Barclays PLC (LON:BARC) has rejected claims made by the US Department of Justice (DoJ), which is suing the bank for charges of fraud in the sale of mortgage securities in the run-up to the financial crisis.
The lender has been accused of deceiving investors about the quality of loans underlying tens of billions of dollars of mortgage securities between 2005 and 2007, according to the lawsuit, which was filed yesterday in the US District Court in Brooklyn, New York.
US Attorney General Loretta Lynch said in a statement: “With this filing, we are sending a clear message that the Department of Justice will not tolerate the defrauding of investors and the American people."
However, Barclays said the claims in the lawsuit are "disconnected from the facts" and that it has an obligation to defend against "unreasonable allegations and demands."
In terms of demands, Barclays was apparently referring to negotiations with the DoJ to settle the claims without a case being filed.
Commentators at Credit Suisse said: “The breakdown in talks suggests that the bank is willing to take its chances with the incoming enforcement officials in the Trump administration.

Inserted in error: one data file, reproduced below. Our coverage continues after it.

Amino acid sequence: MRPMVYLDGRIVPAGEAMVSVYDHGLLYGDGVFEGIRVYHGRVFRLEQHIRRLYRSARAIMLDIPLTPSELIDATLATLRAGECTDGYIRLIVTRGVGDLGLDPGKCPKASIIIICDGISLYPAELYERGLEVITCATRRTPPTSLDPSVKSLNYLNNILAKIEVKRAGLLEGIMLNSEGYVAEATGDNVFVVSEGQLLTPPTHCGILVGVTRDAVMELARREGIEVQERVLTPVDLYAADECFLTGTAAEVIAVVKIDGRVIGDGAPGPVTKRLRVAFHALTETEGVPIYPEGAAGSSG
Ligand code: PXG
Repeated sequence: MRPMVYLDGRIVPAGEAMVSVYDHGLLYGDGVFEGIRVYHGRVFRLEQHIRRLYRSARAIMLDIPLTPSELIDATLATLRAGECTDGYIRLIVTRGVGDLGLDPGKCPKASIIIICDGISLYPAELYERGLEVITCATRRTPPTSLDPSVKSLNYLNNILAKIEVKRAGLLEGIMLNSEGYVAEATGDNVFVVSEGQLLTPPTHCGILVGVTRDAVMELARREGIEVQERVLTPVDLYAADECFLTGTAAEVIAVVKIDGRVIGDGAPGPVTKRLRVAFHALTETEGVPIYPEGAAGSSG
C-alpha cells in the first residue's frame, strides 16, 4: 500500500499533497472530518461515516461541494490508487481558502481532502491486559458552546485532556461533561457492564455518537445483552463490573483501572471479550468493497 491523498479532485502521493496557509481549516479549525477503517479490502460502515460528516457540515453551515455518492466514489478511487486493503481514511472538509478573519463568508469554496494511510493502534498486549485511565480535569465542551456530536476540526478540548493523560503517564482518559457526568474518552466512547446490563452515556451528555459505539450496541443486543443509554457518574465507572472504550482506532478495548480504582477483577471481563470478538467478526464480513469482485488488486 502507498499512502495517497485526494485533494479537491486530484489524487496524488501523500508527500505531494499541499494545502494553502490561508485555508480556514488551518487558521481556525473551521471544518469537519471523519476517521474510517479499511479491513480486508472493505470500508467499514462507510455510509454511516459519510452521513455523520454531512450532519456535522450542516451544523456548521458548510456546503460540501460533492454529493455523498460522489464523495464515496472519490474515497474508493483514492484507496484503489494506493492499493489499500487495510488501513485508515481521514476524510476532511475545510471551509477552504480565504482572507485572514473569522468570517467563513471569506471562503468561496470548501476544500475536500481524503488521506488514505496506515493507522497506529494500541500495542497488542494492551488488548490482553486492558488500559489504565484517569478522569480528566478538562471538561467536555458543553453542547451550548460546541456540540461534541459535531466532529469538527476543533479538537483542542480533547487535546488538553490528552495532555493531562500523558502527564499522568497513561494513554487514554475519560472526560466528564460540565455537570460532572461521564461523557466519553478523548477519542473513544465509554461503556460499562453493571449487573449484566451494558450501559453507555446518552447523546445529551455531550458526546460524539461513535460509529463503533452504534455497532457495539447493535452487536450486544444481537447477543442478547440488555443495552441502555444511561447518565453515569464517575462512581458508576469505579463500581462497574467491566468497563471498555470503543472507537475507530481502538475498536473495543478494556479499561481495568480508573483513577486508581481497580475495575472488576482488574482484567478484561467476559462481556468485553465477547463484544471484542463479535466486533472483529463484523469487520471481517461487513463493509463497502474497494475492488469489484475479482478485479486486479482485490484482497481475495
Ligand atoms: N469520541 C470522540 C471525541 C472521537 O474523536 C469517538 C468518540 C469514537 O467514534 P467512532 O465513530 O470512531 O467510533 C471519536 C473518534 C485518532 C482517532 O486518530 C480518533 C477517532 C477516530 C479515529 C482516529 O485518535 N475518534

And they noted: “The bank has lined up a lawyer known for his aggressive defence of clients including Lt Col. Oliver North.”
In its statement the bank said: "Barclays will vigorously defend the complaint and seek its dismissal at the earliest opportunity.”
Barclays is among a number of European banks that have been under investigation for misconduct in the sale of mortgage securities, which contributed to the 2008 financial crisis.
In early London trading, Barclays shares were 0.8%, or 1.75p lower at 225.25p.
Deutsche Bank settlement ...
The Barclays suit came as Germany’s Deutsche Bank AG agreed late yesterday to pay a US$3.1bn penalty, plus provide US$4.1bln in consumer relief to settle mortgage-backed securities claims with the US DoJ.
The settlement, which has been “agreed in principle”, follows months of negotiations with the US government, which initially had suggested Deutsche Bank pay US$14bn in total to settle the matters.
Ipek Ozkardeskaya, senior market analyst at London Capital Group, said: “Although today’s settlement is not the end of the route, it has been a good short-term relief for investors, given that Deutsche Bank needn’t raise capital to cover for legal charges in the immediate future.“
Swiss lender Credit Suisse SA also announced yesterday that it had reached a provisional US$5.3bn deal to settle similar claims made by the DoJ.
Major US banks including JPMorgan Chase & Co (NYSE:JPM) and Bank of America Corp. (NYSE:BAC) have already paid tens of billions of dollars to settle with US authorities over their pooling and sale of mortgage-backed securities.
-- Adds broker comment, share price --